The UK’s ongoing supply chain crisis, with both Brexit and COVID related issues, has resulted in an extremely unwelcome vortex of challenges for the retail sector. This has spared unsurprising concern from consumers and suppliers alike. Warnings of disruption from sector leaders at various points across the supply chain, whether from retailers or shipping executives, has been met by consumer angst and has resulted in a call to action for many in the run-up to Christmas.
To reduce the risk of late deliveries, consumers are planning to prepare for Christmas earlier than they usually would. However, some fear that consumers - rightly rushing to secure gifts for loved ones - may exacerbate the UK’s already stretched supply chains. With the world’s biggest shipping company continuing to divert vessels away from Britain’s ports due to congestion and gridlock, there is a real risk of delays and shortages in the run-up to Christmas. In our mind, this analysis misses the point and in this article, I’m going to explain why.
How are our buying patterns changing this Christmas?
Customers expect a reliable service from businesses. For reasons beyond their control, this may not always go to plan. However, the very least customers require is transparency and open communication if there are issues along the way. Whilst the logistical challenges businesses are facing are clearly severe, and delays in many cases will be unpreventable, it is essential that these same companies prioritise the customer experience and do not look to shift blame. A first-class customer experience and transparency of process can still be delivered in times of turmoil – in many ways, this is when it is at its most important.
A new report, conducted by parcelLab, illustrates widespread concerns, and ongoing coverage of the supply crisis has motivated consumers to prepare early for Christmas. We found that almost half (47%) of online shoppers plan to order earlier this Christmas compared with previous years. Moreover, 29% revealed they had already completed their holiday shopping or had plans to do it before December.
With consumers bombarded by marketing material and pressure growing as early as September, it is commonly quipped that Christmas is arriving earlier each year. This year, it is consumers who are taking the initiative. These actions may appear somewhat drastic given Christmas is still nearly two months away.
However, in the context of repeated failures from retailers to deliver basic functions - even outside of supply chain issues - they become much more understandable. Nearly two-thirds of consumers revealed that they have previously had a package delayed by more than one day, with a further two-fifths reporting they have ordered packages that never even arrived.
These findings speak for themselves: there are clear shortcomings when it comes to the customers online shopping experience. This will not be new information for many customers, but when combined with an international supply chain crisis decisive action becomes the only option.
Can customer experience save the supply chain crisis?
The above-mentioned consumer expectations for delivery are not unreasonable. However, our findings show that online retailers are not living up to basic promises regarding delivery and communication. There are numerous ways retailers can respond, even amid an ongoing supply chain crisis. Let’s walk you through the three main principles that can help retailers meet customers’ expectations this holiday season.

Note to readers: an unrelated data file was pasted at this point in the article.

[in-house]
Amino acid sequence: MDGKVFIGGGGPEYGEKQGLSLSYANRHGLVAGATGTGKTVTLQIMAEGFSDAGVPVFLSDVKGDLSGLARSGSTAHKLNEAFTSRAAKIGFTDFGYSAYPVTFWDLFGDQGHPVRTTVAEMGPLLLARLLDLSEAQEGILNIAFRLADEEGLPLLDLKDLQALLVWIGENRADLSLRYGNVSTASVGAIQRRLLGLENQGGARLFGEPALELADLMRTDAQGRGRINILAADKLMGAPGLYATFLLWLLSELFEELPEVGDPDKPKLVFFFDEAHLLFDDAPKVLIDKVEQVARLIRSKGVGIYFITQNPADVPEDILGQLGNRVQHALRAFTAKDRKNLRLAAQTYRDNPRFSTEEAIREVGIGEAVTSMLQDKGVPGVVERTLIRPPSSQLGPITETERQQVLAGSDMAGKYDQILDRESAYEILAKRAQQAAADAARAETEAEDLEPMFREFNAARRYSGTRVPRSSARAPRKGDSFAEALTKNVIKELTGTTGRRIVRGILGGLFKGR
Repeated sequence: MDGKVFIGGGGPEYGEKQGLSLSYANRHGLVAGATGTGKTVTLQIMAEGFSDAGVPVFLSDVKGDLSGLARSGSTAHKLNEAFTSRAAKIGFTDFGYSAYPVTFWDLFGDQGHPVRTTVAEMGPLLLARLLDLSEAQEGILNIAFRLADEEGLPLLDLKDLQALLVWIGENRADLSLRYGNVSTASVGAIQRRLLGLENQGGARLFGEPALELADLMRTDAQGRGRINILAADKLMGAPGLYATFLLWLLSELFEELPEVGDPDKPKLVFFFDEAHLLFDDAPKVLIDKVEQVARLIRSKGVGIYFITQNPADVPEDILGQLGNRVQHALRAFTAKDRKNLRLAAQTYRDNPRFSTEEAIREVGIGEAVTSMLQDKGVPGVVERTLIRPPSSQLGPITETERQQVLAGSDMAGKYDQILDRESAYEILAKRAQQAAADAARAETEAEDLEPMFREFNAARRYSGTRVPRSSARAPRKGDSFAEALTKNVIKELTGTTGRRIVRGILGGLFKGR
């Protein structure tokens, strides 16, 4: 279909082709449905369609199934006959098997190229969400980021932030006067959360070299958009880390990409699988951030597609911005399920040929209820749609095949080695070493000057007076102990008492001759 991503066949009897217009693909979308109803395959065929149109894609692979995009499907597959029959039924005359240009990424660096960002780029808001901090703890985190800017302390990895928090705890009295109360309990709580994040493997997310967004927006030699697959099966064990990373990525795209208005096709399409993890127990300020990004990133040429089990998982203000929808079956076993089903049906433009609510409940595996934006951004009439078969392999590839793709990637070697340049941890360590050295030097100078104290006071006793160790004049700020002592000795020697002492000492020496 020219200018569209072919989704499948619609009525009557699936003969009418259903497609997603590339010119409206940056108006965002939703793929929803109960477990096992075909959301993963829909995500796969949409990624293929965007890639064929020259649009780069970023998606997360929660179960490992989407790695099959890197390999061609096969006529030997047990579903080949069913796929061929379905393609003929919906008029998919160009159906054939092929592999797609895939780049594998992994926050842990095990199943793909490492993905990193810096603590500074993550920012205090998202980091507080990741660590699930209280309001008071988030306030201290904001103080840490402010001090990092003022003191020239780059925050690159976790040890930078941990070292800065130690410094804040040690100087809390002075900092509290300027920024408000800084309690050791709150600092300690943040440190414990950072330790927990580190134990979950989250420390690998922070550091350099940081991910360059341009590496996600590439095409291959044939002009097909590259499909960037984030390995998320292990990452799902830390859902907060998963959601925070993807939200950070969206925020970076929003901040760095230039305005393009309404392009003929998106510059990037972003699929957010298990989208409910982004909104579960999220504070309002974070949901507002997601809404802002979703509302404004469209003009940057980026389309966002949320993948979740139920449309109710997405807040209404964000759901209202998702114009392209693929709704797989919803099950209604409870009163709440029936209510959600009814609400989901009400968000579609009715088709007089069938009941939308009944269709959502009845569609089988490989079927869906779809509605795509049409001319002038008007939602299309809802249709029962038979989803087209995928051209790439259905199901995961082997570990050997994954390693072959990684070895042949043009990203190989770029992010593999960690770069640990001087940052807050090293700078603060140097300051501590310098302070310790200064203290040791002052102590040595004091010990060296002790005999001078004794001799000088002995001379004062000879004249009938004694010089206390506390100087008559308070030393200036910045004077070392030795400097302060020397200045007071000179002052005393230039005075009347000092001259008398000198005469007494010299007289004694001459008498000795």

1. Enhancing transparent communication
The first, and most simple, is transparent and clear communications – especially if things don’t go to plan. Consumers should be immediately notified when their order is dispatched and provided with accurate tracking, while also being informed of any delays with an explanation. The option of rescheduling should also be as simple as possible, along with streamlining the return process.
2. Prioritizing experience
Most poignantly for businesses looking to learn from the ongoing crisis, is that our research revealed consumers will punish businesses that don’t prioritise the customer’s experience: nearly half of consumers claimed that a poor experience would stop them from shopping with the retailer again. This is a lesson retailers must take to heart.
3. Practicing accountability
The supply chain crisis will increase the likelihood of delays and shortages , therefore, making it key to offer the customer traceability and accountability. There needs to be an emphasis on enhancing the experience at each touchpoint for the customer, ensuring a proactive line of communication with the customer and helping to manage expectations, reduce enquiries, and in the process building brand loyalty.
Consumers have come to expect accurate delivery dates and a seamless and transparent experience. Before gifts make it under Christmas trees, they will have to navigate some of the most severe traffic jams that modern supply chains have faced. It is vital – amid these challenges – that the customer experience is prioritised and that expectations are managed via clear communication. Retailers will find consumers can be very understanding. The only hurdle to jump is establishing the right practices to assure customers they’re always put first.